New York Post
State yanks license of NYC shrink patients called ‘nuts’
By Melissa Klein
June 13, 2020
The state Board for Professional Medical Conduct’s concluded that Dr. Irene Gurvits “was not addressing her own psychiatric problems.” Its action came almost a decade after the state first learned she was ill — when her own lawyer asked that she get psychiatric help, documents show.
Patients say the doctor’s conduct was so bizarre — including smoking during sessions, constantly eating pretzels and leaving the office door open for others to hear private conversation — that some saw her only once and fled.
A Bronx man recounted to The Post a 2016 visit where the doctor told him, “‘That’s bulls–t’ to almost everything I said and when I expressed a concern related to my social anxiety, she said, ‘Who cares?!’”
He continued: “I’m confused as to how she was ever licensed to begin with. There were a few moments where I thought I was on some sort of weird prank show.”
Another patient wrote in 2017 Yelp review: “This doctor is JUST PLAIN NUTS! She told me that she’s actually a schizophrenic, then denied it, then told me it was true. She started calling me at midnight and asking what I was doing, then sent me bizarre emails talking about drugs that they’d fed her in the hospital to ‘shut her up.’”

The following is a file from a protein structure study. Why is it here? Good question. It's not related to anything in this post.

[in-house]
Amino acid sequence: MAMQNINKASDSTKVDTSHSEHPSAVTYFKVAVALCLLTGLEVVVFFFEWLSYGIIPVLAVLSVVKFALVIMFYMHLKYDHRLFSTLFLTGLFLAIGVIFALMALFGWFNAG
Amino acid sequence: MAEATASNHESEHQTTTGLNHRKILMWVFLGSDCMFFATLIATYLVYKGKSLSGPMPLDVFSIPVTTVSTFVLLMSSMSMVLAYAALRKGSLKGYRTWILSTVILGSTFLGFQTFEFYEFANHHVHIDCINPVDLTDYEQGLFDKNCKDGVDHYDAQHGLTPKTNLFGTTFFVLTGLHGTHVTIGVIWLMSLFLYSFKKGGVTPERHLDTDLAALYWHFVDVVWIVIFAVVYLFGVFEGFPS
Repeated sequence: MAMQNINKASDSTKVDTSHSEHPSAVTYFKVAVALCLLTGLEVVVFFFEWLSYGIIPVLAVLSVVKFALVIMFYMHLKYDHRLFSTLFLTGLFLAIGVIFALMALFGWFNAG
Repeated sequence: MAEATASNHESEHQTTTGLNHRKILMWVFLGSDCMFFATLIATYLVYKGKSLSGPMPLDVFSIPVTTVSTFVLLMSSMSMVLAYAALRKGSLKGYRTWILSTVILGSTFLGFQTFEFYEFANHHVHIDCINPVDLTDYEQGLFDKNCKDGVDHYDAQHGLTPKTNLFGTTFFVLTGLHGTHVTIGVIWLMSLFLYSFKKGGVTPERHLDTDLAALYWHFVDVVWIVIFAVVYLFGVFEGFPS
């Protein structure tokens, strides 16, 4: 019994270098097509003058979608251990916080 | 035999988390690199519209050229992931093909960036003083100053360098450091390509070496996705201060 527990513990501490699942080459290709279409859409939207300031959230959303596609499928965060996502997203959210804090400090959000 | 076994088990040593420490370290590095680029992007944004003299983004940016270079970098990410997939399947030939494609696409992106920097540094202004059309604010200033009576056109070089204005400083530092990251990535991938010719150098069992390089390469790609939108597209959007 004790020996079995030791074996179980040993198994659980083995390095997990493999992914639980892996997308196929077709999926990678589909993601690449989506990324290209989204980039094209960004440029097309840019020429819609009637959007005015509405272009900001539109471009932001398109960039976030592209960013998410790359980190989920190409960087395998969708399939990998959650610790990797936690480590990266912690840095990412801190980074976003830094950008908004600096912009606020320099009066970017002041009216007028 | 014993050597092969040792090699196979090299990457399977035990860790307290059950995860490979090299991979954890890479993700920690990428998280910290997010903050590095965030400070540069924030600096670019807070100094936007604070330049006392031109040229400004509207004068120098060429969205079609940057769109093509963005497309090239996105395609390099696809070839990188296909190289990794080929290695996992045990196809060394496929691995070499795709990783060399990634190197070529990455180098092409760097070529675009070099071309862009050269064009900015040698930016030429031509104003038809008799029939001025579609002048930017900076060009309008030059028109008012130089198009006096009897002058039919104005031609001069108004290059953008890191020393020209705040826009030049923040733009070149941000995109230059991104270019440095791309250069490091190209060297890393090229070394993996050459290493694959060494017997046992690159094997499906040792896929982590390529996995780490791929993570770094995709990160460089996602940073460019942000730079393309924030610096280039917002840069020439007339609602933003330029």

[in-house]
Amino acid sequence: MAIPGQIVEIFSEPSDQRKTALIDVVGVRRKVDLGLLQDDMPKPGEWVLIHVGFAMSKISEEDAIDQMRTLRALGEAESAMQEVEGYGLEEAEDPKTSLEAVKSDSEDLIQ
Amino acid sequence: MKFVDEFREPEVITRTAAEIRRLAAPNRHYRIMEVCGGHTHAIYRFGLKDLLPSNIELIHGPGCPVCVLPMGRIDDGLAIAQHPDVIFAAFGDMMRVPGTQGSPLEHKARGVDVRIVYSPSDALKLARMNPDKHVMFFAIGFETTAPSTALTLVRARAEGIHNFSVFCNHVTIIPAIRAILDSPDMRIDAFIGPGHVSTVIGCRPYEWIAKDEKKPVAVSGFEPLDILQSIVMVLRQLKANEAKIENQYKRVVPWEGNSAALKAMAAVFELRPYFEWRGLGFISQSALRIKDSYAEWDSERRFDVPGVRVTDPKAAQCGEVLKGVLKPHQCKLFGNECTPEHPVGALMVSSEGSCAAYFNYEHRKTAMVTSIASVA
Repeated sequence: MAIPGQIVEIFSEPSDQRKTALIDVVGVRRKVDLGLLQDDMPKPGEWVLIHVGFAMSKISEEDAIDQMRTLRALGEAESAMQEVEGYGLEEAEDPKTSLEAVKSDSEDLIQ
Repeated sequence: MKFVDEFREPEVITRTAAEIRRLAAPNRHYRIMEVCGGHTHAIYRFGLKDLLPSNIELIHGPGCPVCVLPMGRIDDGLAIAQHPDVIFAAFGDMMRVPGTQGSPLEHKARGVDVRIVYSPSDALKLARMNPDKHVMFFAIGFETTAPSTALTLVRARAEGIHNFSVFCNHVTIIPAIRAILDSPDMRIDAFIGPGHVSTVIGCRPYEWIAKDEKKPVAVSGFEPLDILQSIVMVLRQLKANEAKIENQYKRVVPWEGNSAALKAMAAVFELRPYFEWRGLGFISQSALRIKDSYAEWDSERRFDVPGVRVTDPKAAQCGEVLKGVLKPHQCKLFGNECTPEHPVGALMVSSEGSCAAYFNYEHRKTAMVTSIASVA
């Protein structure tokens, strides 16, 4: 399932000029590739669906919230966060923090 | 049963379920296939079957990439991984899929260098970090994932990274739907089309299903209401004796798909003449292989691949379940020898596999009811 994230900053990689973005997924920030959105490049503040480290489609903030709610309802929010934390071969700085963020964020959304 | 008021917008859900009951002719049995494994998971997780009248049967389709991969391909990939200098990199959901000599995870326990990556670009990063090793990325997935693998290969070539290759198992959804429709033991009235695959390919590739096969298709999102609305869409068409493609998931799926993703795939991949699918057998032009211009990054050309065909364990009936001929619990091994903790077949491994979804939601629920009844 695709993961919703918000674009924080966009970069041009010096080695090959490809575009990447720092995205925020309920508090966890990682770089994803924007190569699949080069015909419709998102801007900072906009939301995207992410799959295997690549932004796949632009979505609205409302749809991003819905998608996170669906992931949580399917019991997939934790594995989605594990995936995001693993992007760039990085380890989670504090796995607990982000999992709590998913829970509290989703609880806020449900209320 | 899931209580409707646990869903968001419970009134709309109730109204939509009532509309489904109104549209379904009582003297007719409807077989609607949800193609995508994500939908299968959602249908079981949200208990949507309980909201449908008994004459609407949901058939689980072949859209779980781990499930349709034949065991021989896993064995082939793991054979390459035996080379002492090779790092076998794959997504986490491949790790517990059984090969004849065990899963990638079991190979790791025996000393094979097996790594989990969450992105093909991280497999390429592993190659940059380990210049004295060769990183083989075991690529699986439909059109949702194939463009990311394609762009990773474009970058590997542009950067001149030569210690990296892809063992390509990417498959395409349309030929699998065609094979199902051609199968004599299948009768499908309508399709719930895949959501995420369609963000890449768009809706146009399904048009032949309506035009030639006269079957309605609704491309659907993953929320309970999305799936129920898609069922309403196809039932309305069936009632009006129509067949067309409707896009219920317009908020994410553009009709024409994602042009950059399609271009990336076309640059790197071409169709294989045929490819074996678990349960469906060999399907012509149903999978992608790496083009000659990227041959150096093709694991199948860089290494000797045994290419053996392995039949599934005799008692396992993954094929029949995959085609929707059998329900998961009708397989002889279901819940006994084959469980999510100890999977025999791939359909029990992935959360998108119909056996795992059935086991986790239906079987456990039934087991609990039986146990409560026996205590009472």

Gurvits, 62, was referred to a state doctors’ assistance program in 2012, but failed to continue her treatment, documents in the disciplinary case against her show.
A psychiatrist, at the Department of Health’s request, later evaluated her and found she had “major depressive disorder with psychotic features,” according to the documents.
Yet, despite the diagnosis, Gurvits, who also once had an office in Midwood, was allowed to see patients if she took her meds, saw a doctor and was supervised by a monitor.
She continued to offer odd therapy.
Richard Sepekoff, 67, an Upper West side man, said Gurvits asked him for help sorting out her own insurance issues and to speak to her mother who needed assistance shredding documents. He saw her in 2015.
“She seemed that she was volatile and angry at a lot of people,” he said. “She consistently brought up her personal life on a non-stop basis.
He said he filed a complaint with the state but never heard from investigators.
State probers interviewed three patients who said Gurvits disagreed with diagnoses she had previously given them, and told them she thought she was being followed.
In the case of two patients, she refused to prescribe their medications “until they helped her move,” and used the credit card of one for her personal expenses, according to documents.
Gurvits refused to attend a July 2019 disciplinary proceeding and did not comply with an order for a psych evaluation, state records show.
The disciplinary committee concluded last month that pulling her license “was the only appropriate means of protecting the public from the potential harm.”
Gurvits did not return requests for comment.